Legislature(2005 - 2006)CAPITOL 120
04/12/2005 08:00 AM JUDICIARY
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* first hearing in first committee of referral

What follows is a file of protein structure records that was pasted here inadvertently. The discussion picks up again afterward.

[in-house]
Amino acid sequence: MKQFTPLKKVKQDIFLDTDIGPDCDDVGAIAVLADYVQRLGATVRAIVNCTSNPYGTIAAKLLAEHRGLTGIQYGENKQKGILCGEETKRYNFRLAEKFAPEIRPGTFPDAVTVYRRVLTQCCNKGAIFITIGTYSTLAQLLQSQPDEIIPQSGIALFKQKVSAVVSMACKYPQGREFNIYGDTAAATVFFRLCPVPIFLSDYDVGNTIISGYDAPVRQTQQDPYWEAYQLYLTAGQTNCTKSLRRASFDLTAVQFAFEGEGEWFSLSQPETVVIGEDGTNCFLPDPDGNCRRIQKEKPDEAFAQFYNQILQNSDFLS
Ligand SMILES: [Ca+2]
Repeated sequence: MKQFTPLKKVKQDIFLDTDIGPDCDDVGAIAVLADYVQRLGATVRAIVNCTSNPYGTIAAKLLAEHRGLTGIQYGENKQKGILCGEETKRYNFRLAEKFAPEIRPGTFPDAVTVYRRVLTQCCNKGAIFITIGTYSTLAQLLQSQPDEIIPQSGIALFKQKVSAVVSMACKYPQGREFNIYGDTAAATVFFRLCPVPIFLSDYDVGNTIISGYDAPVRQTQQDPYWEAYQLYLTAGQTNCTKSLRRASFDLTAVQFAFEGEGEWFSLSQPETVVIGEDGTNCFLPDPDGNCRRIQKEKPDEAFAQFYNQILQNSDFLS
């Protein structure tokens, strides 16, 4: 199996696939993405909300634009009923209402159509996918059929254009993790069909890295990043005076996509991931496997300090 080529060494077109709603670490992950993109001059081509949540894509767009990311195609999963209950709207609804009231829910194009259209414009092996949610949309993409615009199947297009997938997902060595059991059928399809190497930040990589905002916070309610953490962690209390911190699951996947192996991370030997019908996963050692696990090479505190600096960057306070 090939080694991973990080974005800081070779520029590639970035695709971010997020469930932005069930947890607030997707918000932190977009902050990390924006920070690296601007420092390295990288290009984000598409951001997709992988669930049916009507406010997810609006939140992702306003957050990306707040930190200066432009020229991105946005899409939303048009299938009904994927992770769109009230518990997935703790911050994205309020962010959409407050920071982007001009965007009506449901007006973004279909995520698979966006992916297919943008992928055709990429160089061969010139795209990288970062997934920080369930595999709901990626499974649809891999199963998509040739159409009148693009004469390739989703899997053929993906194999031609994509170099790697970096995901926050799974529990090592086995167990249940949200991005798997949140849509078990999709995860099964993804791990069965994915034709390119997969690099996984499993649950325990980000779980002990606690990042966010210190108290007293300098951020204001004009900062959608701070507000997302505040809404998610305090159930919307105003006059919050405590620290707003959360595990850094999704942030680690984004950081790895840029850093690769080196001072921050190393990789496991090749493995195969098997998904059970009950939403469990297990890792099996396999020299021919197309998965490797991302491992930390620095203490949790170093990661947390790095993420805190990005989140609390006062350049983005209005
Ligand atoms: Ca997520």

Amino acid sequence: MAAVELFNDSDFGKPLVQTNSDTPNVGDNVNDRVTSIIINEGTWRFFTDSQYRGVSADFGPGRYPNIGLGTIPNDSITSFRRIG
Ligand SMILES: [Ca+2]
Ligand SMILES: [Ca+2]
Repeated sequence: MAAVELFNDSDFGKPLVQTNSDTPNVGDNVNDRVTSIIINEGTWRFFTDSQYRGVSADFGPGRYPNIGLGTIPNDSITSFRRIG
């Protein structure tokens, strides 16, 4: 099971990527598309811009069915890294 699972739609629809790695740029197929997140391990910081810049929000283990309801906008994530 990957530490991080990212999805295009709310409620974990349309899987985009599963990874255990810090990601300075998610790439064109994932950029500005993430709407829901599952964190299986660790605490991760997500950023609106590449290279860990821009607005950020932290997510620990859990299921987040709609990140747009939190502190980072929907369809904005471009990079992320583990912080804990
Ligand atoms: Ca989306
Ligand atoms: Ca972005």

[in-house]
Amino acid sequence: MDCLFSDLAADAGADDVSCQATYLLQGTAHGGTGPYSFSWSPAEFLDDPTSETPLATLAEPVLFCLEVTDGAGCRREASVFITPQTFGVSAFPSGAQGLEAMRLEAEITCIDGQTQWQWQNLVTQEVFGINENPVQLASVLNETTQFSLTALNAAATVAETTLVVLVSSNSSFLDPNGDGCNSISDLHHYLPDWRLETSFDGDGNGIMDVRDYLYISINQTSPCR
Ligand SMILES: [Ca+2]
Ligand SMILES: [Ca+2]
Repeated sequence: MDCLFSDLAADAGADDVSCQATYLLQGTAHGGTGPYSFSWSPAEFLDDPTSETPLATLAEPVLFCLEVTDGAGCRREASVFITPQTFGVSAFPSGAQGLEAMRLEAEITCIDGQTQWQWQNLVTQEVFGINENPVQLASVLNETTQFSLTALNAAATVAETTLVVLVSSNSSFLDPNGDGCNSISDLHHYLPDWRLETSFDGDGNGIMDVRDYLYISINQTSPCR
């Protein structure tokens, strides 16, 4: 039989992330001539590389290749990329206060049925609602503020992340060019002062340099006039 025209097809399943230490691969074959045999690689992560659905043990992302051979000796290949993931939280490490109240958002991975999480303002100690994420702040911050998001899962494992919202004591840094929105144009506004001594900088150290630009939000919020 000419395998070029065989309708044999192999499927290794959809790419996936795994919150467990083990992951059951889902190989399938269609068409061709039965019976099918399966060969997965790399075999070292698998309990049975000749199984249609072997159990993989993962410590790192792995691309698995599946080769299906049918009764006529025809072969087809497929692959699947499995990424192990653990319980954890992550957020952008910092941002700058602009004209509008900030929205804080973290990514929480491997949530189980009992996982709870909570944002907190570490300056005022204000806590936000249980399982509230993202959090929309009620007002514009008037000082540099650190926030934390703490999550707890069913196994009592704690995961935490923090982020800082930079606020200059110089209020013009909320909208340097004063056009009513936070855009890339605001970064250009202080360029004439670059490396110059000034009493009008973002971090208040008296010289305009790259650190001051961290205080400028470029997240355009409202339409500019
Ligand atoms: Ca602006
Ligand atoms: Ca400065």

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HB 96 - CRIMES INVOLVING MARIJUANA/OTHER DRUGS 8:44:19 AM CHAIR McGUIRE announced that the next order of business would be HOUSE BILL NO. 96, "An Act making findings relating to marijuana use and possession; relating to marijuana and misconduct involving a controlled substance; and providing for an effective date." 8:45:02 AM PATRICK SHEEHAN relayed that he suffers from a traumatic brain injury and temporal lobe epilepsy, a rare form of epilepsy, and because of such also suffers from depression, and that his main concern is with regard to what the state is doing for his well- being. Currently, he explained, he cannot work and cannot take antidepressant medication because it conflicts with his anti- seizure medication. He said that he has discovered that marijuana has medical significance for those with depression and disorders similar to those that he suffers from, adding that he has been consuming marijuana for 16 years and has not experienced any of the side affects that previous speakers on the bill have suggested would occur. For him, he explained, marijuana takes the place of antidepressant medication and he is able to control his depression simply through the use of just small amounts of marijuana. 8:49:37 AM MICHAEL "WES" MACLEOD-BALL, Executive Director, Alaska Civil Liberties Union (AkCLU), relayed that the AkCLU and the group, Alaskans for Marijuana Regulation and Control (AMRC), have provided the committee with a roster of witnesses, and asked that those witnesses be allowed to speak in a particular order. 8:51:17 AM BILL PARKER, Alaskans for Marijuana Regulation and Control (AMRC), relayed that his written testimony is included in member's packets. REPRESENTATIVE GARA remarked: The governor has presented this bill; he wants the legislature to make these extreme findings after detailed hearings which, at the end of session, we frankly don't have the time to make. So this bill might move, there might be findings in it, [but] they're, frankly, not going to be findings that are real, [and] they're not going to [be] findings that we've had the time to consider. And I just think, if the governor's going to have a major initiative like this, he's got to expect that we're going to need more time to deal with it. If it's the administration's view that it needs to rush through, then it will rush through, but the findings aren't going to be real, in my view. CHAIR McGUIRE mentioned that it is not her intent to move the bill from committee today. 8:53:21 AM JACK COLE, Executive Director, Law Enforcement Against Prohibition (LEAP), relayed that he is a retired detective lieutenant from the New Jersey State Police, where he'd been working as an undercover narcotics officer for 14 out of 26 years. He went on to say: My investigations spanned the spectrum of possible cases, from street-level drug dealers up to international, billion-dollar, drug-trafficking organizations. ... [Law Enforcement Against Prohibition] was founded by five former cops to give voice to all the members of law enforcement that believe that the war on drugs is not only a dismal failure but is a terribly destructive policy. And in the two and a half years that we've existed, we've grown to over 2,000 members who are no longer just cops - we are police, judges, prosecutors, prison wardens, [and] we even have retired [U.S. Drug Enforcement Administration (DEA)] officers who help make up our bureau of 85 speakers. What LEAP would like to suggests to you today is that passing bills that raise criminal penalties and assess harsher sentences for nonviolent drug offences is a very poor public policy. In 1975, Alaska started a 15-year trek of decriminalizing adult use of marijuana in the privacy of one's own home. And then ... from 1990 to 2003, they [changed] back to a de facto prohibition, which was reversed again in 2003 until the present, and, again, you've been able to use decriminalized marijuana in your own home. According to Alaska's statistics, overall use of marijuana among children in grades 6 to 12 has decreased from the level of use before that marijuana was decriminalized in 1975. However, [in] the rest of the United States, marijuana use among that age group has increased; according to Monitoring the Future, the largest survey ever done in this country about that, it says that the increase is 30 percent for 12th graders, 65 percent for 10th graders, and 88 percent for 8th graders. MR. COLE continued: So apparently you have been doing something correctly in Alaska. What I'd like to say about this war on drugs is that for 35 years, with a budget of half a trillion dollars, [the] United States has fought the war on drugs with ever harsher penalties and, since the year 2000, we've arrested 1.6 million people in this country for nonviolent drug offences - fully half of those offenses are marijuana violations - and all we have to show for all this money so ill spent ... and all these lives ruined is that today, drugs are cheaper, more potent, and far easier to get than they were in 1970 when I started buying them undercover. Now, to me, that is the very essence of a failed public policy. What I would like to suggest is, please, please don't pass bills that tie up more police hours in projects that do nothing to lessen the incidence of death, disease, crime, or drug addiction. Let police get back to protecting us from violent crime; we'll all be much better. Thank you very much. ... 8:56:59 AM DARA AHRENS, after relaying that she has been a certified nursing assistant (CNA) since 1987, said that she has been ... taking care of patients who use medicinal marijuana, including one who got more relief from the pain caused by his amyotrophic lateral sclerosis (ALS) - Lou Gehrig's disease - by using medicinal marijuana than by using 20 cc of morphine, which was the drug doctors prescribed for him. She characterized HB 96 as a backdoor attempt to outlaw medical marijuana. Noting that her life partner has chronic, progressive multiple sclerosis (MS) and can now barely speak, she also mentioned that she and her adult son suffer from severe, attention deficit hyperactivity disorder (ADHD) but can't afford the medication normally prescribed for it and yet medicinal marijuana helps her son focus. In conclusion, she opined that the use of medicinal marijuana should be regulated to prevent addiction. MS. AHRENS, in response to questions, offered her belief that marijuana should be considered a [schedule IIA] substance and require a doctor's note in order to use it for medicinal purposes. She said she didn't like to skulk around, adding that her years of care giving have left her with bulging spinal discs, pinched nerves and compression fractures, all of which cause her extreme pain; occasional use of medicinal marijuana provides her with more relief from that pain than does the Percocet she has been prescribed. 9:02:37 AM STEVE ANDISON mentioned that his wife has multiple sclerosis (MS) and asked that he be allowed the time to testify for them both. Characterizing the issue raised by HB 96 as a complicated one, he said he sees two categories of marijuana use: medicinal use and social use. He offered his belief that rather than curb marijuana use, passage of HB 96 will only result in higher retail prices, heavier competition among sellers, and the development of an increasingly potent product. He said that in obtaining marijuana for his wife to use in order to alleviate her chronic pain, he discovered that the product available today is entirely different than that which was available in '60s and '70s, and thus he does have some concern, given the increased potency levels of today's product and the fact that most of those in his generation are only familiar with what marijuana was like three and four decades ago. MR. ANDISON mentioned that although the testimony he's heard from present-day experts on the subject has encouraged him to pay more attention to the issue, he is not convinced that the evidence upon which that testimony is based has reached the level of being a preponderance of the evidence, nor reached "an interval of confidence" showing that marijuana is addictive. Is alcohol addictive? Perhaps to some, but not universally, he remarked, and then posited that much the same could be said of marijuana. Furthermore, even though the prevailing sentiment is that children should be prevented from getting hold of marijuana, it should be remembered that children could also get hold of any other medication that is being kept in their own home. With regard to the fears expressed that people driving under the influence of marijuana present an increased danger, he pointed out that there are already laws that govern and criminalize such behavior. CHAIR McGUIRE asked Mr. Andison whether his wife has a prescription for medical marijuana. MR. ANDISON said no, adding that technically, doctors could write a prescription, but doctors tend to want to know the dosage that they are prescribing, and currently there isn't a controlled product available on the street. Additionally, doctors have not been trained in this modality, they don't know much about the drug, and they certainly don't think of it as a legitimate drug to prescribe - they haven't been trained to do so. Then, in addition to the challenge of finding a doctor that will prescribe marijuana, there is also the challenge of getting that prescription filled. Theoretically, he acknowledged, he could grow the marijuana in his own home, but since he is not a horticulturist and doesn't have the room or finances to do so, he really can't grow it. Instead, he would prefer to be able to take a prescription to a legitimate source. MR. ANDISON opined, therefore, that if the government is going to legitimize the use of medicinal marijuana, it also ought to get involved and help in the regulation, licensing, control, and standardization of medicinal marijuana. Currently, though, there is no real legitimacy in obtaining medical marijuana and so he still winds up skulking around, buying it off the street, and trying to look for someone with integrity who does not deal "death for a dollar." So even though on paper there might appear to be a legitimate process to follow, in reality such a process doesn't actually exist. 9:08:13 AM REPRESENTATIVE GARA asked whether the government provides medicinal marijuana to those who have a valid prescription, or whether there is a regulated way to get medicinal marijuana. MR. ANDISON said that if such a way exists, he has not found it. He acknowledged that there is Marinol - a synthetic form of tetrahydrocannabinol (THC) - but pointed out that it does not have the same effects as the actual plant. He relayed that he has asked a couple of neurologists and some other experts about this issue and has been told that the most comfort - surcease of pain - will be derived through the use of the actual marijuana plant that has been subjected to heat and the smoke thereof then inhaled. Additionally, Marinol is cost prohibitive. So although medicinal marijuana is not a cure for MS, it does provide some quality of life; therefore, if members know of a legitimate source of medicinal marijuana, he relayed, he would like that information. He predicted that because of socioeconomic issues in rural areas, simply drying up the source of marijuana will not result in a decrease in substance abuse; in rural areas, if marijuana is not available, people simply resort to abusing other substances as a form of escapism. MR. ANDISON, in response to a question, offered his belief that for his wife, an ounce of marijuana for medicinal purposes would be an adequate amount to possess; that marijuana - along with guns, alcohol, and all prescription medication - should be kept out of the hands children; and that there should be culpability for those that don't hold the fragility of youth in high regard. He went on to remark that marijuana is actually a business, and whether it's considered a legitimate business or not, it has to reach certain scales of economy; there is a need to legitimize the business of medical marijuana so that those that need it can afford it. MR. ANDISON, with regard to Ms. Ahrens's comment that HB 96 is a backdoor way of shutting down medicinal marijuana, surmised that if the amount of medicinal marijuana that one may possess is decreased too much, then those that are providing it will not be able to maintain a viable business interest, and this will, in effect, dry up the sources of medicinal marijuana for those that need it. In response to a comment, he reiterated that simply growing marijuana for medicinal purposes is not a practical solution; marijuana is not simple to grow and it is expensive to get into the art and science of growing it. He offered the analogy that people are not having to resort to peeling and boiling their own birch bark in order to make their own aspirin; instead there are legitimate sources of aspirin available, and there should likewise be legitimate sources of medicinal marijuana available. 9:13:54 AM MITCH EARLEYWINE, Ph.D., Associate Professor of Psychology, University of Southern California (USC), relayed that he is the author of the book titled, Understanding Marijuana, and teaches substance abuse treatment to USC's clinical psychologists in training. He went on to say: I'd like to emphasize that it took me 15 months to review this literature and write a book that reported on all this work, and so I have to commend [the legislature] for trying to do such a difficult task in such a short period. The recurring themes I seem to see concern some of the potency issues, stories about cannabis being linked to aggression, it's addictive propensity, its impact on driving, and I'd like to address these as quickly as possible. You're going to hear quite a few stories about individual cases where somebody may have used cannabis and been involved in an aggressive act, but I want to emphasize that laboratory research suggests that cannabis does not increase aggression. A study by "Myers Coffin Taylor" (ph) has shown that when you bring people into the laboratory, have them use cannabis, and then actually provoke them and irritate them, they still do not get more aggressive than the folks who have used a placebo, and that individual cases where we see [that] somebody has behaved aggressively after using cannabis are, in a sense, just a spurious result - something that may have happened simply by chance - that cannabis does not play a causal role in aggressive acts. The addictive propensity of cannabis has been overestimated. I have new data suggesting that when you ask clinicians how addictive is cannabis, they rank it in a wave comparable to the addictive propensity of caffeine; [and] that this is not a drug that is used by itself, often, and so a lot of times problems with alcohol or problems with other drugs get attributed to cannabis, ... so that people assume that cannabis is the source of these addictive problems when, in fact, it often stems from other drugs. DR. EARLEYWINE continued: The issues about potency, I understand, are very complex. The bottom line is that yes, cannabis has increased in potency over the years, but it has not increased as much as we've often heard. So I will occasionally read things that suggest that cannabis is 25 times stronger or a 100 times stronger than it was in the 1970s. These estimates are usually based on a misunderstanding of the way cannabis potency was assessed back in the 1970s: we didn't understand how THC worked back then and so, a lot of times, [when] police officers confiscated cannabis, they put it in a hot evidence locker where the THC - the active ingredient - would degrade, and then they would later send it down to the University of Mississippi to have its potency assessed. And, what a surprise, a lot of the THC had degraded and we would get estimates [of] around 1 percent THC. Well, when 1 percent THC is used in the laboratory, people report that it's a placebo - they don't get any effect at all. Surely in [the] 1970s people were getting some effect from this drug or they wouldn't have used it, [so] obviously this is an error. And so when we say it's 25 times stronger than it was in the 1970s, it's because we have an inaccurate estimate of how strong it was in the 1970s. The other thing to consider in the potency issue is that people actually smoke less now than they did in the times when cannabis was generally less strong. So ... when you look at data from the Monitoring the Future study or things along those lines, people tend to report only getting a certain level of subjective effect, and no more, for the last 35 years. So it's not as if people are getting higher simply because they smoke more potent cannabis. Also, in the laboratory, we find that people adjust the way they smoke cannabis when it's more potent, so that they take small inhalations and hold those inhalations for a shorter period in order to get the desired effect without creating any kind of aversive effect, so that stronger cannabis need not be more dangerous cannabis, and, in fact, the cannabis of today is not as strong as we've been led to believe. DR. EARLEYWINE concluded: Finally, [with regard to] the issues about driving, and obviously no one in any state wants to see people drive while they're impaired under any drug, but a lot of this data had been confounded, where people are reported to have cannabis in their system when they were driving and had an accident, but a close look at those data reveal that these people were also consuming alcohol. And obviously alcohol really contributes to driving problems, and those get neglected when we're sometimes interpreting these data. As an expert in this field and someone who's written an entire book on the behavioral effects of cannabis, I really want to encourage you to take a great deal of time to look at this complex literature. I want to emphasize that criminalizing possession isn't going to fix any cannabis-related problems, and I'd also like to make myself available to answer any question at all on any of these behavioral or medical effects of this really complicated substance. Thanks very much. 9:18:54 AM CHAIR McGUIRE, referring to Dr. Earleywine's book, asked what the THC levels were in the tests that he reviewed. DR. EARLEYWINE said most of those laboratory studies used marijuana with either 4 percent or 2 percent THC, since those were the varieties of marijuana that were available from the National Institute on Drug Abuse (NIDA). CHAIR McGUIRE noted that testimony at the bill's last hearing indicated that the average THC level of the marijuana samples from Alaska is higher than that of the samples from any other state, and that the THC level in Alaska's samples has reached as high as 14 percent. DR. EARLEYWINE said although there is cannabis that is that strong, laboratory studies have shown that people don't smoke as much marijuana when it has a higher THC level. Using an analogy involving alcohol, he pointed out that a person who generally drinks beer would not simply consume the same volume of whiskey. CHAIR McGUIRE said she is concerned about children having access to marijuana, and with the fact that unlike alcohol, the potency of which can often be determined simply by its odor, there is no way of knowing the THC level of a particular kind of marijuana without first consuming it. DR. EARLEYWINE concurred, but noted with regard to the latter point that this same point is often used as an argument for creating a legal market for cannabis with the dosage and THC level specified so that people don't have to go to the underground market and purchase marijuana of unknown potency. He relayed that in his and a colleague's ongoing prevention efforts, they are explaining to folks that this argument should be kept in mind, and are emphasizing that the way to smoke cannabis is to do it in very small doses, keeping inhalations brief and small, and allow for time to pass in order to assess the effects before consuming more; he and his colleague have had good luck with that approach among [medicinal] users in Los Angeles. CHAIR McGUIRE, with regard to the issue of driving under the influence of marijuana, relayed that she is bothered by the fact that the courts in Alaska are routinely denying the introduction of evidence that marijuana is present in a driver's bloodstream at the time of a vehicle accident, and are doing so because of the view that the prejudicial value outweighs the probative value. She asked Dr. Earleywine to comment on whether he thinks marijuana has any impact on a person's driving abilities. DR. EARLEYWINE relayed that in the Netherlands, [studies conducted by] Professor Roby (ph) have shown that individuals who smoke cannabis but don't have any alcohol in their systems don't show really dramatic impairments in their driving, such as in turning or in following another car, though the one domain in which they do show problems is in not staying perfectly in the center of the lane. He pointed out, too, that one of the problems with relying on blood and urine samples for the purpose of showing whether a person is under the influence of marijuana is that he/she may no longer be feeling the subjective effects of the marijuana but could still test positive for metabolites in the blood and urine even if the marijuana use occurred several days before. So if laws are based on urine or blood analyses, people would essentially be discriminated against if they used cannabis even up to 14 days prior. CHAIR McGUIRE noted that in one of the chapters of his book, Dr. Earleywine speaks to the issues of perception, complex reaction time, and recall, and said she hopes that those skills/abilities do factor into a person's driving. DR. EARLEYWINE replied: As it turns out, some of those tests are not good analogs to actual driving, which is why I actually would recommend checking the driving section in my book as well, which mentions Dr. Roby's (ph) study, where he actually had people drive in city and highway driving [situations] in the Netherlands and found markedly fewer deficits than you would expect, and certainly markedly fewer than we have with alcohol. 9:25:40 AM REPRESENTATIVE DAHLSTROM said that she has great sympathy for those that have found relief in using marijuana for medicinal purposes, and that she understands the inherent conflict of not being able to go to a pharmacy and get a prescription for medical marijuana filled. Additionally there is the value Alaskan's place on privacy for actions occurring in their own homes. Her concern revolves around the fact that all the information she is currently familiar with says that there is a residual amount of marijuana that stays in a person's system for up to 26 days after use. Given this fact, what a person does in his/her own home over the weekend or while on vacation then becomes her business when she or her child have to rely on someone who's consumed marijuana, such as a school bus driver, or a doctor, or a dentist; the purported residual effects of marijuana consumption dramatically changes the dynamics regarding the issue of privacy. DR. EARLEYWINE replied: That 26-day figure is common for presence of THC metabolites in the urine. So yes, you could still detect if someone has used the drug 26 days previously; however, the subjective effects, the cognitive impairment, some of these small changes in memory and reaction time, only last for a couple of hours after use. And I try to make that clear in the chapters on cognitive effects, but that 26-day figure is a diction of metabolites in the urine, it is not a period of impairment that follows the use of cannabis. REPRESENTATIVE DAHLSTROM noted that for those with a caffeine addiction or a tobacco addiction, the effects of withdrawal from those substances last more than just a few hours. 9:29:07 AM DR. EARLEYWINE remarked that nicotine addiction is markedly more dramatic than that of cannabis, and that in the search for the effects of withdrawal from cannabis, it took 60 years before someone was able to develop a questionnaire that identified the symptoms of marijuana withdrawal. Those symptoms are very mild, he remarked, and can include decreased appetite and mild irritability; nowhere near the types of withdrawal symptoms associated with nicotine, heroin, cocaine, and similar drugs. The parallel being made to caffeine is that marijuana is comparable to caffeine in its ability to produce an addiction, but the withdrawal from caffeine is notorious - yes, that headache is really terrible and can last for up to three days - but people addicted to cannabis who then quit often report experiencing no withdrawal symptoms at all or only minor symptoms such as those mentioned earlier. DR. EARLEYWINE, in response to a question, said that depending on the dosage, if one performs a cognitive test four hours after marijuana consumption, short-term memory, reaction time, and all other cognitive abilities would have returned to normal. 9:31:28 AM DR. EARLEYWINE, in response to other questions, said: As far as emotional problems are concerned, since the 1800s people have been discussing the idea that maybe cannabis use somehow increases the risks for certain emotional disorders. I have data [suggesting] that for the case of depression, this is clearly not the case, that cannabis use does not seem to increase people's risk for depression, and the idea that people smoked cannabis before becoming depressed obviously isn't enough to prove that it's causal. ... So everybody seems to know some cannabis user who is depressed, and they attribute the depression to cannabis when, in fact, it's often socioeconomic or family things that are contributing to the depression, not the cannabis. As you can imagine, I have a hard time publishing those data, but the bottom line is, cannabis doesn't seem to increase depression. There's a new thing coming out suggesting that cannabis may increase psychotic symptoms in folks who are at risk for psychosis [and] so if you have a bunch of schizophrenics in your family, you shouldn't smoke cannabis because you may then develop a schizophrenic break as well. Schizophrenia is a relatively rare disorder, [it] affects fewer than 1 percent of the population, and I'm not sure how big a deal to make out of this, [but] I'd recently had a paper in "Psychiatry Research" suggesting that in fact these people had these symptoms before they used cannabis, not afterwards. Some research in Scandinavia suggests that my research is wrong, we're still going to have to hash that out, [but] the bottom line [is that] I don't think anybody with a psychotic disorder should go near any psychoactive drug, but I don't see cannabis as causal in the creation of schizophrenia. As far as addiction is concerned, as I mentioned, yes, there's about 7 to 9 percent of folks who use cannabis regularly who report some dependant symptoms, but they're often things like tolerance or having to spend a lot of time to go find the drug, which may be more a product of its illicit stature than anything that's inherent in the drug itself, or reporting some conflict with their family about their use; it's not as if it's an addictive thing like heroin or cocaine where people are reporting tremendous craving and turning to prostitution to support habits or anything anywhere near those kinds of lines. And then this notion that pot makes [one] lethargic actually goes back to something that we probably all had in junior high health class, this idea of "amotivational syndrome," where somehow smoking cannabis turns you into this unmotivated slug. And I have data suggesting that people who use cannabis are no less motivated than folks who have never used ever in their lives. Dr. Kassner (ph) has shown that in fact, when you look at people's sick days or the amount of money they earn, or the [amount] ... of time they spend on vacation, cannabis doesn't seem to (indisc.) with that at all, and in one study actually found that folks who made more money were the ones who were the cannabis users, not those who made less money. DR. EARLEYWINE concluded: So it's unclear to me how amotivated or lethargic these [users] are. Again, what happens is, we tend to remember folks who fit our stereotypes, so everybody seems to know one cannabis user who is lethargic and unmotivated, and we remember that one, but we often don't know the other 100 million Americans who've tried cannabis and who are paying their taxes and doing a great job meeting their goals and reaching their dreams. CHAIR McGUIRE relayed that HB 96 would be held over.